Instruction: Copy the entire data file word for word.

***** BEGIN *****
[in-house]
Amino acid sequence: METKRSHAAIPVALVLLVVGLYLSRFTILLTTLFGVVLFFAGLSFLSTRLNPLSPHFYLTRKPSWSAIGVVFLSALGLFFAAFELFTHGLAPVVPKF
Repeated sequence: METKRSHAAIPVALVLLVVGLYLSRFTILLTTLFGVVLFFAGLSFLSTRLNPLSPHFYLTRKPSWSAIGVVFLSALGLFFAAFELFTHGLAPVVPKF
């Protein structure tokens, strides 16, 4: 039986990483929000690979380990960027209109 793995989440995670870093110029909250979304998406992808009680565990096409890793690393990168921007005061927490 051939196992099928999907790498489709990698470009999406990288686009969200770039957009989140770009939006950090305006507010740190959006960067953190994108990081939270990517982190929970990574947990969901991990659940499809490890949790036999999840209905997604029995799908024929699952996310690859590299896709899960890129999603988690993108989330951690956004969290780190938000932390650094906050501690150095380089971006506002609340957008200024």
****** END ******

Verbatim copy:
[in-house]
Amino acid sequence: METKRSHAAIPVALVLLVVGLYLSRFTILLTTLFGVVLFFAGLSFLSTRLNPLSPHFYLTRKPSWSAIGVVFLSALGLFFAAFELFTHGLAPVVPKF
Repeated sequence: METKRSHAAIPVALVLLVVGLYLSRFTILLTTLFGVVLFFAGLSFLSTRLNPLSPHFYLTRKPSWSAIGVVFLSALGLFFAAFELFTHGLAPVVPKF
């Protein structure tokens, strides 16, 4: 039986990483929000690979380990960027209109 793995989440995670870093110029909250979304998406992808009680565990096409890793690393990168921007005061927490 051939196992099928999907790498489709990698470009999406990288686009969200770039957009989140770009939006950090305006507010740190959006960067953190994108990081939270990517982190929970990574947990969901991990659940499809490890949790036999999840209905997604029995799908024929699952996310690859590299896709899960890129999603988690993108989330951690956004969290780190938000932390650094906050501690150095380089971006506002609340957008200024």